Who the F*&@ Is EGO Airways?


Get ready for something weird. The latest entry in the “Who the F*&@ is” series is actually an airline with an idea I don’t hate… and it’s Italian. This airline appears to be focused on taking advantage of Alitalia’s stupidity, and that’s a strategy I can get behind. That being said, it could turn ugly quickly if too much, ahem, ego gets involved.

According to Airways, EGO is finalizing plans to start up next summer from its Milan base using Embraer 190/195 aircraft. How on Earth does Italy need ANOTHER airline? Ah, well, that’s why this is an interesting one.

First aircraft named Martina – Image via EGO

Milan, as you may well know, has two primary airports. Close-in Linate is about 25 minutes just east of town. Malpensa lies about a 50 minute drive or train ride further out to the northwest. Linate’s relatively-short runway (about 8,000 feet) means it doesn’t handle any long-haul flights. Those all go over to Malpensa. Malpensa is also more convenient to certain parts of the region, including Lake Como and other tourist spots. Despite that, Linate is generally viewed as the more convenient, preferable option. It’s kind of like a Washington National vs. Dulles situation.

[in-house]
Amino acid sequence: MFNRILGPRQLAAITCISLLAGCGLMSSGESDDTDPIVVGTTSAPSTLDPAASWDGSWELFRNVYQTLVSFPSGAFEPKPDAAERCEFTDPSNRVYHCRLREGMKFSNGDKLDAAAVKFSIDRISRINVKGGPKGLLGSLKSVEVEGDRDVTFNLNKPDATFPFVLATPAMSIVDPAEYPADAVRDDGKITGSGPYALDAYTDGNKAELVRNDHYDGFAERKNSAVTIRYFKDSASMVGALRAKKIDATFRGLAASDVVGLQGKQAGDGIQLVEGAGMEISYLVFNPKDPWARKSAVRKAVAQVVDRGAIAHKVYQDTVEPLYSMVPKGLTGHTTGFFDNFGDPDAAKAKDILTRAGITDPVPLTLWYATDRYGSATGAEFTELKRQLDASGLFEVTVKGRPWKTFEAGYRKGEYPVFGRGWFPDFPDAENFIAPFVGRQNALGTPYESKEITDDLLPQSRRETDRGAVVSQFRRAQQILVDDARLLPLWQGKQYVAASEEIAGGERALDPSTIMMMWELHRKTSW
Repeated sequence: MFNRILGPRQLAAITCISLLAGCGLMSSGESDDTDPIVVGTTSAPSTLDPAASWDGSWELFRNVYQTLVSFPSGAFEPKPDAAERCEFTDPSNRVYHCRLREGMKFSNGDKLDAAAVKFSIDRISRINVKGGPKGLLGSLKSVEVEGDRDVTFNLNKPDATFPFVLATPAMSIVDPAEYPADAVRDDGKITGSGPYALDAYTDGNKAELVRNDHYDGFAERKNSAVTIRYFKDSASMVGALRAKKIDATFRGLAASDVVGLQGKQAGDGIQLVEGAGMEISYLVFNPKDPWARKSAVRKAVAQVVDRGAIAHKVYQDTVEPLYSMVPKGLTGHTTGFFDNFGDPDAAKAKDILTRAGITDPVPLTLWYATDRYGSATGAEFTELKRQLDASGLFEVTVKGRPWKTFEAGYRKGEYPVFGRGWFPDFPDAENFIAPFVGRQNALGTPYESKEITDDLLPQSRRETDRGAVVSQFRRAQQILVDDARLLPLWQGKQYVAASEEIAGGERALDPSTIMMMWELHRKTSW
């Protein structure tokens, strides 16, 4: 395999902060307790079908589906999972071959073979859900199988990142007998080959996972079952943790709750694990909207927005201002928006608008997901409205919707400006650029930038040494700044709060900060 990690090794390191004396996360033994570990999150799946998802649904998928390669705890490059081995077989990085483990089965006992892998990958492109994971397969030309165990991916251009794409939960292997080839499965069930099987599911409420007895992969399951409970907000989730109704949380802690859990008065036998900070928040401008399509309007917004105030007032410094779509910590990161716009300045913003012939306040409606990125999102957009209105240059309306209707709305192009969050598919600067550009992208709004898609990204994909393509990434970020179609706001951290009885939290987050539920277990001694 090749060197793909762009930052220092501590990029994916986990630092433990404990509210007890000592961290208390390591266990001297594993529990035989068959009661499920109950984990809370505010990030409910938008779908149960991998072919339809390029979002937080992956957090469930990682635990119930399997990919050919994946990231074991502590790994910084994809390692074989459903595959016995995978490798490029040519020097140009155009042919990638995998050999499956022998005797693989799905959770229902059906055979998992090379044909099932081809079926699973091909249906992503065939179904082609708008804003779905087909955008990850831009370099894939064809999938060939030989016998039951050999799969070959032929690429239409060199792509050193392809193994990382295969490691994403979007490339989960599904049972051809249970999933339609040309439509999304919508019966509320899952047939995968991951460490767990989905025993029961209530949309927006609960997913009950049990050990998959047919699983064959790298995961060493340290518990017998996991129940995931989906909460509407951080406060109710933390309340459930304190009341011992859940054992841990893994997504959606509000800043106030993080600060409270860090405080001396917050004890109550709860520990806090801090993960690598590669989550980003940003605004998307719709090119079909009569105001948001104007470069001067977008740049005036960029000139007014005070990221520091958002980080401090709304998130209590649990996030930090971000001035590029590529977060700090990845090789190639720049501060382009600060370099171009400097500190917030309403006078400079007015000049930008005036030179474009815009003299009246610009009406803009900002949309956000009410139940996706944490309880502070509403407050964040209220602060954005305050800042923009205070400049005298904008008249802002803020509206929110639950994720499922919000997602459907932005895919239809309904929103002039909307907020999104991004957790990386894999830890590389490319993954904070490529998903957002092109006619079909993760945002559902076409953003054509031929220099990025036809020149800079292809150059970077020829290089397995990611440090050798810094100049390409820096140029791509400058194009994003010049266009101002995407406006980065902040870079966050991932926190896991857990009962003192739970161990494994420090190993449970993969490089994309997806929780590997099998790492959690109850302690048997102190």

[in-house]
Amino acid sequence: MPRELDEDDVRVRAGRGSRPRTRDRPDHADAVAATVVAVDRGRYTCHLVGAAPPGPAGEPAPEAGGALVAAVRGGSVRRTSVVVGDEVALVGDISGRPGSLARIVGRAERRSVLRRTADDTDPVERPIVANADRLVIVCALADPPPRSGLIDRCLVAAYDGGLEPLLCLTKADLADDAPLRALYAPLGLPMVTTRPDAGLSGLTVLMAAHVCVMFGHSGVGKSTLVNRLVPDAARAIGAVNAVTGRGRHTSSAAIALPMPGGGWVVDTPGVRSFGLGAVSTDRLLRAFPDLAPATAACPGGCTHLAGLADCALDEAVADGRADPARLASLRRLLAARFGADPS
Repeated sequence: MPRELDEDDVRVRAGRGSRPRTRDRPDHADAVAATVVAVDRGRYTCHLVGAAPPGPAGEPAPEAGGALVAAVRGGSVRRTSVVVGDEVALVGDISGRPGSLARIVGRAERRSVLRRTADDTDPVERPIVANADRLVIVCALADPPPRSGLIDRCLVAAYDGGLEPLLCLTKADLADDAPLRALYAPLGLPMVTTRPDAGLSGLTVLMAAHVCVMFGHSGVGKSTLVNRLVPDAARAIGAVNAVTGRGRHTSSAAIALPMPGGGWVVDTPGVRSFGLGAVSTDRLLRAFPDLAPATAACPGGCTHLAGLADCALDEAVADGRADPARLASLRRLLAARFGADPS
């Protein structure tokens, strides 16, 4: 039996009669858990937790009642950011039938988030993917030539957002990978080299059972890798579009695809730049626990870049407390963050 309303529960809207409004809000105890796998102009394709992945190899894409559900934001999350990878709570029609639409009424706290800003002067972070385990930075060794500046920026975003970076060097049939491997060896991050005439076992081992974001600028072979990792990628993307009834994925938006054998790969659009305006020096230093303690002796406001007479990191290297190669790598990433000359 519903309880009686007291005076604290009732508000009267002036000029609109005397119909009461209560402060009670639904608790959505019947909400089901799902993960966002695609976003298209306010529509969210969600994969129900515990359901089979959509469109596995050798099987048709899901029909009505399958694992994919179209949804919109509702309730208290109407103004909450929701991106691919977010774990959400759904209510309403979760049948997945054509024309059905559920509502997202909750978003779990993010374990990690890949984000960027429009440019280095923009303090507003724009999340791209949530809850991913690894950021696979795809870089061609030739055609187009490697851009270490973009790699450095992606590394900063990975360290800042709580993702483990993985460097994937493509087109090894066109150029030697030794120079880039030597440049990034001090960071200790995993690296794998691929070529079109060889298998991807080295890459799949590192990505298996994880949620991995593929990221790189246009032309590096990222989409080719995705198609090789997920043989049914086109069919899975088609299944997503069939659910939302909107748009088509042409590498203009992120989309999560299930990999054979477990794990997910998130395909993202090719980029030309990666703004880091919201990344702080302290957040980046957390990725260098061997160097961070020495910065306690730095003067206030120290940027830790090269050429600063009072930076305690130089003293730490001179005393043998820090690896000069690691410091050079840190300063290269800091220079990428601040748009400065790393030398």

Over the years, Alitalia has had a love-hate relationship with Milan despite it being Italy’s business center. Alitalia has always had its main hub in Rome, but on occasion it decides it wants a bigger presence in Milan. It has regularly had service from restricted Linate throughout Italy and to European capitals, but Malpensa has generally only served long-haul and Rome for the airline. In reincarnation plan #8,593, Alitalia is now reported to be leaving Malpensa entirely. Even if it does remain, it will be with skeleton service to New York and perhaps Tokyo.

Up until this year, European service from Malpensa was from a mix of low-cost carriers and Qatar-surrogate Air Italy (former Meridiana). The biggest carrier is easyJet with about a third of flights. Wizz and Ryanair have been building up as as well, smelling opportunity. Air Italy was the only airline that worked with other airlines in a traditional way, but it shut down earlier this year. That’s where EGO comes in.